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Belly Pan... who uses their's????


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#21 datzenmike

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Posted 16 April 2018 - 07:05 PM

Car is at 60K. Ran fine when I had the clutch fan which was screaming all the time. Now just electric fans on demand. Never a problem with it, but as I said only on a long uphill haul in the mountains causes more heat and at lower speeds so with less air moving from car speed the temps do go up. I'm just putting it back to the way it was built and hope to bring the cooling efficiency back up. Just for fun I filled the rad with CLR to dissolve scale, if any and soaked for 3 days. This was last summer so will have to wait till my next Canby trip to see if any difference.


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#22 noramost

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Posted 17 April 2018 - 05:24 AM

i agree, you should not take the advice from a guy that made his living for 50 years diagnosing overheating problems on Japanese Cars in the hottest town in the country


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#23 datzenmike

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Posted 17 April 2018 - 06:42 AM

Me? I don't have have any cooling problems but the one or two times on vacation last summer climbing mountains at sustained full throttle. A rare condition for me normally, the rest of the year. I notice the gauge reads much higher than I would like. In response last fall I flushed the rad and added two electric fans from a Subaru to  replace the smaller single one. They are for a wider rad so I set one in the front pushing and the other in the back pulling with maybe 4" of overlap. So I can't know in advance if any of these changes will solve anything but I'm trying for any advantage I can. Including putting the splash pan back on.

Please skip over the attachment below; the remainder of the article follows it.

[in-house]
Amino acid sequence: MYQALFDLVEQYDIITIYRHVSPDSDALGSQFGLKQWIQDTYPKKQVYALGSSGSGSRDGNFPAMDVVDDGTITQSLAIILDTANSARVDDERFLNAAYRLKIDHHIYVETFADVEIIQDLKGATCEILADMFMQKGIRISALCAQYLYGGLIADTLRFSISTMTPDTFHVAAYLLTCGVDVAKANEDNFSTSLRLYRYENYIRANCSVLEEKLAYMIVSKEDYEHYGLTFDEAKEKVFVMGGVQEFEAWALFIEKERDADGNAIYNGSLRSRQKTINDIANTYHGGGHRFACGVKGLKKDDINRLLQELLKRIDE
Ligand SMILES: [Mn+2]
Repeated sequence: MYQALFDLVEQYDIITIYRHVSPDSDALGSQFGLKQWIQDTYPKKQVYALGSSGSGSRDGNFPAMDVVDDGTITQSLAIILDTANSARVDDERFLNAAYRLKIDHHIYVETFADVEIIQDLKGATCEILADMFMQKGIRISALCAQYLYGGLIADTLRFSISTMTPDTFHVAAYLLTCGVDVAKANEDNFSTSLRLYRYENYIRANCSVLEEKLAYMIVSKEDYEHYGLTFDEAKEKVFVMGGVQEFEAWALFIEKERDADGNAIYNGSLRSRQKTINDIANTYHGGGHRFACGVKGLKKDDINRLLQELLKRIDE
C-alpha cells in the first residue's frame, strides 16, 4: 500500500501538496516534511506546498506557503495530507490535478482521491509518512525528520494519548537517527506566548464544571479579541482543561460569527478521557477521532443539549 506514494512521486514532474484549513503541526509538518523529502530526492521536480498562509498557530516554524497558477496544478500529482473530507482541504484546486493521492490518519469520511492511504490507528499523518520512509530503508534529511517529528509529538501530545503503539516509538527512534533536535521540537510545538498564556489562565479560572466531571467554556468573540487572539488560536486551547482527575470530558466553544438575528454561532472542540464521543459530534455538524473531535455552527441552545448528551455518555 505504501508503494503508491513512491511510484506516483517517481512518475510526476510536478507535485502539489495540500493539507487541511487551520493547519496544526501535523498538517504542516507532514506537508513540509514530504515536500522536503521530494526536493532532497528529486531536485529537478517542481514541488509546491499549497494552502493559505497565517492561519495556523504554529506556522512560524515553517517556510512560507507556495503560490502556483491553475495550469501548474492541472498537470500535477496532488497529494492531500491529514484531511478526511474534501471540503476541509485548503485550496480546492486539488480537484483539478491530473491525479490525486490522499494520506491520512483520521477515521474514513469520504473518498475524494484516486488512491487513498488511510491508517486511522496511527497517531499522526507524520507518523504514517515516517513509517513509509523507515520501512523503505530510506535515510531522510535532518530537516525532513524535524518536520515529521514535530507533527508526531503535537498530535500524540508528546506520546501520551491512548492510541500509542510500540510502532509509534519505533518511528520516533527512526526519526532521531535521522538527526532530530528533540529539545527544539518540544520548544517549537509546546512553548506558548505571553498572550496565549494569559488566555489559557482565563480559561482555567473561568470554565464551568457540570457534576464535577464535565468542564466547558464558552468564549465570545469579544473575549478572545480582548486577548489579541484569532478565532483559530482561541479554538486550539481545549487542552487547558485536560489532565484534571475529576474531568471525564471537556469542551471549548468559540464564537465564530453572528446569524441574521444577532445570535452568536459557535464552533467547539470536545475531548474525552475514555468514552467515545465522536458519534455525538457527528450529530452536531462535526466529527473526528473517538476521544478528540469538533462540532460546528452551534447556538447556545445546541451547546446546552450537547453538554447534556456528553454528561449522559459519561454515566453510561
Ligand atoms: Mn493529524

I do disagree on running 5w oil in hot summer conditions. I wouldn't run lower than 30. Newer engines run thinner oils but I don't think old Datsuns should. All my manuals say 5W for extreme cold conditions and caution using it at highway speeds.


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#24 flyerdan

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Posted 17 April 2018 - 10:18 AM

Redline makes a product called Water Wetter which is supposed to aid in heat transfer.  It's an emulsifier, which breaks the surface tension of the coolant, letting it flow better and pick up heat from hot spots better.  It would be worth a try a it's relatively inexpensive and easy to do.

Years ago my dad had a huge Uniflite boat that he pulled with a Dodge pickup, he rigged up  a spray bar in front of the radiator that would put out a mist supplied by a windshield washer pump and a big plastic jug in back.  When the temp would start to rise, he'd turn on the pump and wet the radiator down, as water is 25 times better than air for heat exchanging.  Rising temps were only an issue on long uphill pulls on hot days.


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